Take a look at Forrester’s recent Enterprise IT Services Survey and you will find a data point that highlights an interesting challenge in the IT services marketplace. When we asked North American and European IT services clients about their biggest challenges with existing IT services and outsourcing relationships, 52% said that “cost savings are lower than expected and 40% said “inconsistent or poor quality service”. No real surprises here: given the large number of companies that partner with service providers in an explicit effort to lower costs, many IT professionals simply underestimate the time and resources it takes to define and manage these relationships.
But look at the #3 and #4 responses, and the data gets more interesting. 33% of respondents said that their biggest challenges were “lack of innovation and or/continuous service-level improvements” and 35% cited “inability of vendor/contract to respond rapidly to changing business needs”. Don’t the first two responses, in some ways, conflict with the latter two?
These data point to a complaint Forrester hears all the time from professionals within the technology industry: they know that their clients want a proactive business partner – one who can help the client drive innovation and business results – but they don’t know how to charge for innovation in a way that clients will be willing to pay for it. Clients say they want greater level of business innovation from their IT service providers, but prioritize cost-reductions – which are more easily measured and which justify the investment in the IT services relationship.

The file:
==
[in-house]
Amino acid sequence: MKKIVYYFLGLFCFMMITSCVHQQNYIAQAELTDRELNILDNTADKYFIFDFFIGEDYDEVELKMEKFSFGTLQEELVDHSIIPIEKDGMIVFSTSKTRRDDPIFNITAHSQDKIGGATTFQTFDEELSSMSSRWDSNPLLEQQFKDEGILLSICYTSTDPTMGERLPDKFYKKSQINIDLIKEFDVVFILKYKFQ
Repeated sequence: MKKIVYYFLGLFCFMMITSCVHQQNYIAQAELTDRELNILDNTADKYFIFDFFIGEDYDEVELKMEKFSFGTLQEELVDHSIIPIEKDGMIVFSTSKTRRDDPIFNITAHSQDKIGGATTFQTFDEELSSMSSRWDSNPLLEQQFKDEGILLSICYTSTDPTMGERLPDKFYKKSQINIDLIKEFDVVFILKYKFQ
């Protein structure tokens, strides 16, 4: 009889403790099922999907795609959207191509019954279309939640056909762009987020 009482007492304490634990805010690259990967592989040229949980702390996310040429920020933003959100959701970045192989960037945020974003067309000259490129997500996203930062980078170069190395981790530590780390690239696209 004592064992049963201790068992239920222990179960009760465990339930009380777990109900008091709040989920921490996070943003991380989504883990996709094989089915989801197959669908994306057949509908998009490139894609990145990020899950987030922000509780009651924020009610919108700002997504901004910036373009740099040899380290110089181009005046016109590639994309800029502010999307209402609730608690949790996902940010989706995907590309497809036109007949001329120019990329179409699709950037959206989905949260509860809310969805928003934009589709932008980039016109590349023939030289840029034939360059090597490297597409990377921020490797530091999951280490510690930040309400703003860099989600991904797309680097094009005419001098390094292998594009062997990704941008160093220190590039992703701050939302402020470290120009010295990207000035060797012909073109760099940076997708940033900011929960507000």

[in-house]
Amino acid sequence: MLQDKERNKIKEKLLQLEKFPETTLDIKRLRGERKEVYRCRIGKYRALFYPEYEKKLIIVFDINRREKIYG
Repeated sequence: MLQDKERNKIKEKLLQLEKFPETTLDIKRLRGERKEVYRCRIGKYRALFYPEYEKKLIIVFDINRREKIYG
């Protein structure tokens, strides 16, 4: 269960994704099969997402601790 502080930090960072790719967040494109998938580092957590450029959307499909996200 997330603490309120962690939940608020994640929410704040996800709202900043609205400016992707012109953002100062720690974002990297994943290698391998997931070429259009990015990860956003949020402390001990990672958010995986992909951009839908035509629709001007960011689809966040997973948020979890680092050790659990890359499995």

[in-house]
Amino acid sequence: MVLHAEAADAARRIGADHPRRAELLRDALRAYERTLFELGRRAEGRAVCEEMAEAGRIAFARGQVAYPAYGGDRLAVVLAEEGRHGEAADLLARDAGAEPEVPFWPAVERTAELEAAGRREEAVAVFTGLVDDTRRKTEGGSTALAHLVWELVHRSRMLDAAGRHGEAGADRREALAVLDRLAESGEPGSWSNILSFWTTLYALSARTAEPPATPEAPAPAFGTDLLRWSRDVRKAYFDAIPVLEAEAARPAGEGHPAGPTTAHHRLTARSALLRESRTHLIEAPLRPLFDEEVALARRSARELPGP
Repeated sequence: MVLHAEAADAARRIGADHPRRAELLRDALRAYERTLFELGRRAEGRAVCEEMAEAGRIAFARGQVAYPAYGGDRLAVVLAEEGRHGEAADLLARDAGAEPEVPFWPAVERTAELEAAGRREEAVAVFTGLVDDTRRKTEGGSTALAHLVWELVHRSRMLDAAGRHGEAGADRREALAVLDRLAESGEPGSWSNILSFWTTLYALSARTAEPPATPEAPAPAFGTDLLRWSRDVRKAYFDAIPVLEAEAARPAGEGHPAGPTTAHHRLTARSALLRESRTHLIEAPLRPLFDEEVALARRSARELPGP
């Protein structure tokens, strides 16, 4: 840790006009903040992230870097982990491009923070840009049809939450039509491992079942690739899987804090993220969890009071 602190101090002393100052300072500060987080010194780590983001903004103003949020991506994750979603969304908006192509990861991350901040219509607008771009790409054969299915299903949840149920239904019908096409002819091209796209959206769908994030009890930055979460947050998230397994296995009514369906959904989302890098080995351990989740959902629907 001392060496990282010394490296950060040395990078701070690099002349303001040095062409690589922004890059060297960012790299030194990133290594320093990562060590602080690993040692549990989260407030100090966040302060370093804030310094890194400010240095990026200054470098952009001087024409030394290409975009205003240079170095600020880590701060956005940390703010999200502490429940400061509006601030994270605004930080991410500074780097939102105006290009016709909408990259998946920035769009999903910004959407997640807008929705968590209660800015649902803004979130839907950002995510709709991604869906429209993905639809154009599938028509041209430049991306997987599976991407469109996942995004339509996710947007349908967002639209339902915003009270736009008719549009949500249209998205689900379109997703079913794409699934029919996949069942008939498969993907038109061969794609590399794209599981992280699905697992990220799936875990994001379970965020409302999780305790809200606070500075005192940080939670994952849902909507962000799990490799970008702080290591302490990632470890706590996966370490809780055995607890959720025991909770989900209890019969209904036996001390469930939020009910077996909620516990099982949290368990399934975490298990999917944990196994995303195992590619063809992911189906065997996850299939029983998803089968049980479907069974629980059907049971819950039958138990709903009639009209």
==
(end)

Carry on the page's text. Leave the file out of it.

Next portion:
We all know that end user organizations have security concerns about cloud computing. But let’s put some numbers to that: according to our latest Enterprise And SMB Hardware Survey, North America And Europe, Q3 2009, fully half of organizations (49% of enterprises and 51% of SMBs) cited security and privacy concerns as their top reason for not adopting cloud computing. This means security is far more than just a concern; it’s a major inhibitor to growth.
Many of you vendors have incorporated cloud computing into your strategy, or are preparing to. In order to gauge how security factors into such plans across the tech industry, we’ve set up a poll on the Vendor Strategy home page within Forrester.com for vendors to take.
This was the shareholder lawsuit, not the consumer/victim lawsuit, so different issues apply. But it's still interesting. Somewhere down the road, such a case will win…likely because of a smoking gun email by IT security staff. That calls for greater communication and accountability around security, which smells like GRC to me.
Ask any business professional whether, as they look to 2010, they care more about cutting internal costs or whether they care more about driving new business-focused innovations, and you’re likely to get the response “yes…to both”. In the wake of the 2009 recession, companies are struggling with these sometimes conflicting objectives – on one hand they know that cost cutting and operating efficiently is a mandate. On the other, they must develop new technology –enabled product, service, and business model innovations or they risk falling behind.